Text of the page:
Below are tidbits on sportscard & baseball bubble gum trading card collecting. |
I invite you to wander around the website for more info, prices, values & images
on vintage baseball, football, basketball, hockey, sport and non-sports card info.
Ways to sell your baseball cards
When buying: For great prices check my vintage sportscard auction.
2 reasons why auctions are a popular way to sell vintage sports cards.
#1 Desirable items tend to get top dollar (or better !)
#2 Everything goes
... This can be good - Everything gone, happy with final total
... or can be very bad - Everything gone, but at super low prices
OTHER WAYS TO SELL YOUR CARDS
• eBay Buy-it-Now • card store • swap meet
• Craigslist • garage/yard sale
• or DONATE to a charity for tax write-off
Not really selling but perhaps easiest with possible $$$ return.
#1) You are one of the RARE tax payers in America
#2) You have mostly late 80's & 90's
Consider keeping better stuff for selling later and donating the rest.
Tax deduction used to be based on lesser of "what-it-cost"
and "What-it-is-Worth". For "What-it-is-Worth" I use Beckett which
often is higher than what you paid. Check with your tax guy.
See the TurboTax discussion below:
Possible Charities for Donations
•Goodwill •Salvation Army •Cerebal Palsy
•Children's Hospitals •Cubs scout troops
...or an online charity (you will need to ship):
Cards 2 Kids Commons4Kids.org CollectiblesWithCauses.org
Verify "charities " including above before donating.
1969 Topps Team Posters
Checklist & Values
The 1969 Topps Team Posters set was made up of 24 large
11 1/4" x 19 3/4" colorful posters, 1 for each team.
The posters, the largest printed item by Topps to date,
were very colorful picturing 9 or 10 players with their facsimile autographs.
The Posters were sold one per pack at .10 cents each.
Because they were folded many times and usually placed on walls
with tape or pins, high grade posters are very scarce.
Click for complete
1969 Topps Baseball Team Posters checklist, values and prices.
Note: You may be on that page right now.
1970/1972/1973 Topps Candy Lids
Checklist & Values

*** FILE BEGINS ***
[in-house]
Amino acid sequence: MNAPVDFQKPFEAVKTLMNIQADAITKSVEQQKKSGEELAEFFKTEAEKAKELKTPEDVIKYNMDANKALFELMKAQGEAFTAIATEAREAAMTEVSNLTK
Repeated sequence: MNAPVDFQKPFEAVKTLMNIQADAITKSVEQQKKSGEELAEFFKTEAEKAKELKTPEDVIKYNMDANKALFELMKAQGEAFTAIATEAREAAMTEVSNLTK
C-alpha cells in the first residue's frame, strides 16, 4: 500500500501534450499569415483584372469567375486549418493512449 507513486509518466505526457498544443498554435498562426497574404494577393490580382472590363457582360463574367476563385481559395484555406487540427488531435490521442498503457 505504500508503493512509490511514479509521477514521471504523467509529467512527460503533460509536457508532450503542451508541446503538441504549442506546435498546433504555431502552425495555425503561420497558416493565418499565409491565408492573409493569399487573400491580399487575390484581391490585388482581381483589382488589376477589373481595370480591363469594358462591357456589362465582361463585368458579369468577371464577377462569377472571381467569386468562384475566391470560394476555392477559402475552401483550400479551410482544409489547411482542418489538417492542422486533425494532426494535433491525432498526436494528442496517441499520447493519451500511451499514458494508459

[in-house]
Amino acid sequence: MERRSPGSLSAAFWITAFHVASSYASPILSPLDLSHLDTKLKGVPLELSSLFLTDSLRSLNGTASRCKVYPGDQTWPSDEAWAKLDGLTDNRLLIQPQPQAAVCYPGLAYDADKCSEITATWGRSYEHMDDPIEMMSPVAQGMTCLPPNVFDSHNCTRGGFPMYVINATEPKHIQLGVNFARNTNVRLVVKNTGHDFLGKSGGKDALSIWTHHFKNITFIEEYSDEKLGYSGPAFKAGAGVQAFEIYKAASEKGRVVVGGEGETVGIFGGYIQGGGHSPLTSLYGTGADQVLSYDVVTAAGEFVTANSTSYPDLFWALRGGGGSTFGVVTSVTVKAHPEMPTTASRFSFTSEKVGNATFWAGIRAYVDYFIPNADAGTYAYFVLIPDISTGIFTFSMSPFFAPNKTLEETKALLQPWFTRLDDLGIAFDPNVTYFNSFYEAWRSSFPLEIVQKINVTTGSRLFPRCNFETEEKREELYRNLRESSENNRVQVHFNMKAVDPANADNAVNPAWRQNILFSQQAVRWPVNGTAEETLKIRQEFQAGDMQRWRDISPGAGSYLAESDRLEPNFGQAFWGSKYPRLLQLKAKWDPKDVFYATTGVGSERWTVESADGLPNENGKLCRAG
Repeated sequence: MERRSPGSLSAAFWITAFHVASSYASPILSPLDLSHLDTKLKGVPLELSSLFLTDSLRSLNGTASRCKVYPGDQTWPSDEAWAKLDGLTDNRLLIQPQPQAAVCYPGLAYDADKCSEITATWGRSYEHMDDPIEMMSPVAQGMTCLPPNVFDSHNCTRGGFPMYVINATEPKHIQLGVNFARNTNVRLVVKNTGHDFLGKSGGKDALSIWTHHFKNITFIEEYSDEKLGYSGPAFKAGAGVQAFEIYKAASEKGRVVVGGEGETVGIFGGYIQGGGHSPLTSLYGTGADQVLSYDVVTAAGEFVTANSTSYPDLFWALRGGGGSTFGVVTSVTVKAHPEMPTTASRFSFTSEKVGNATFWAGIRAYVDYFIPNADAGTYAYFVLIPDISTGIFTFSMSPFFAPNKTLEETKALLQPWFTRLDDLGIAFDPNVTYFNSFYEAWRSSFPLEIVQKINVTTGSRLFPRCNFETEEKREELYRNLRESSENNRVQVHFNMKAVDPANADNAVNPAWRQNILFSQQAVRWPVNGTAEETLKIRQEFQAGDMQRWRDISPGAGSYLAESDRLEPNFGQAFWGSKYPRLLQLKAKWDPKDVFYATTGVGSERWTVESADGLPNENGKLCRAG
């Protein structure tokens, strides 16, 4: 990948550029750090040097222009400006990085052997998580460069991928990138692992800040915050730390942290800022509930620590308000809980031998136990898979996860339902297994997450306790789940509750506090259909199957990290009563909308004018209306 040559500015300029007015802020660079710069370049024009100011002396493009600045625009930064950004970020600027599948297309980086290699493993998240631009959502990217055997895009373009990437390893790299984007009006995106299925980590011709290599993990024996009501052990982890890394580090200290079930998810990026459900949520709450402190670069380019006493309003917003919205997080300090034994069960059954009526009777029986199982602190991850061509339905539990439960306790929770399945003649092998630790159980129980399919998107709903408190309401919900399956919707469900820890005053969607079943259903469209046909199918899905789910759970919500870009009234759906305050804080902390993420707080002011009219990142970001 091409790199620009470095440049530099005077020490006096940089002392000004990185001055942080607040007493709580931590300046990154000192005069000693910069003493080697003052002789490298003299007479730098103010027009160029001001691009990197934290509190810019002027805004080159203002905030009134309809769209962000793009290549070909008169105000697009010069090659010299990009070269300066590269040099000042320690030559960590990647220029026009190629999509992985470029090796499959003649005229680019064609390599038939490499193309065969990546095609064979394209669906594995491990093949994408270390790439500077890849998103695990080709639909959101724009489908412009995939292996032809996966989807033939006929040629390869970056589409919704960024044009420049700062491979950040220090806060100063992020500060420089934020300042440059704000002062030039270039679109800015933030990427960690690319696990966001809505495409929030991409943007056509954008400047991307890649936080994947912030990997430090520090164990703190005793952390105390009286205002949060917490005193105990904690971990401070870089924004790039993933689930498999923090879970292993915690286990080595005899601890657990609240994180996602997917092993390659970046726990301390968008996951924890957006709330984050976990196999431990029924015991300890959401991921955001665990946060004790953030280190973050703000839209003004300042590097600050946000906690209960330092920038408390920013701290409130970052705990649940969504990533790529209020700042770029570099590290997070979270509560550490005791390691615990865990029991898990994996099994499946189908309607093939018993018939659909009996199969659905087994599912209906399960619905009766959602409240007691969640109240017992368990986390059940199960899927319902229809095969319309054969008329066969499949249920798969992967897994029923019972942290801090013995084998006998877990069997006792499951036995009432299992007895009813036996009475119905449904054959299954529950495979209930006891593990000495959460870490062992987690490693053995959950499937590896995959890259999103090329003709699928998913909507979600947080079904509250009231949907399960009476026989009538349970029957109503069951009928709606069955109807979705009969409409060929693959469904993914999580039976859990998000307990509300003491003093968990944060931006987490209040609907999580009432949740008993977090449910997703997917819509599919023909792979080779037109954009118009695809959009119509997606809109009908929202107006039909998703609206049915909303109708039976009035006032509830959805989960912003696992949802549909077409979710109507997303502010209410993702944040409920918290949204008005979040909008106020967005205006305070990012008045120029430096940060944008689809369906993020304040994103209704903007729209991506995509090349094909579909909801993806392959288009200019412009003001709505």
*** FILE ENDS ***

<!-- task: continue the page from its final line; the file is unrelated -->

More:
Click for complete
1973 Topps Candy Lids Checklist/Prices
Topps has tried many crazy products, called "test issues".
Mostly distributed in limited areas, test issues were scarce.
"Candy Lids" were little tubs of candy with player's photos on
bottom of a 1-7/8" lid. 10 cents/tub, 24 tubs/box.
Topps first Candy Lids in 1970 and they are very, very hard to
find. They had small photos of Tom Seaver, Carl Yastrzemski & Frank Howard.
1970 Topps Candy Lids were called "Baseball Stars Bubble Gum",
had 24 players, the 1973 Topps Candy Lids had 55.
Topps planned 1972 Candy Lids but never released it, a few proofs do exist.
Topps 1973 Pinups & Comics share many of the same photos.
Note: You may be on that page now.
Baseball card collecting terms (part G)
Grade/Condition Centering, corner wear, photo clarity, edges,
creases, print flaws ... all combine to determine a card's condition or grade.
Along with rarity/scarcity it is the major factor in a card's value.
Graded Card As values increased the condition of cards and the
determination of fakes and alterations became increasingly more important.
Various companies became "graders" of your cards. For a fee they would grade
your card (usually on a 1 to 10 scale) and then placed in a sealed plastic
holder with labelling of the vital information.
From past experiences, most people are NOT HAPPY with the grades they receive.
To keep values up, graders can be extremely picky. Things you don't see,
they do so don't be surprized when the NEAR MINT card you send in ends up
with an EX or EX/MINT grade.
There are TOO many grading companies - if you do, do choose carefully.
PSA / SGC / GAI / BGS are some of the many companies.
It is good to know that getting a card graded by a company that people
do not recognize or respect will usually just cost you time and money
and not help you in any way.
© 1995-2019 "InterNet's Baseball Card Store" / Joseph Juhasz ... All Rights Reserved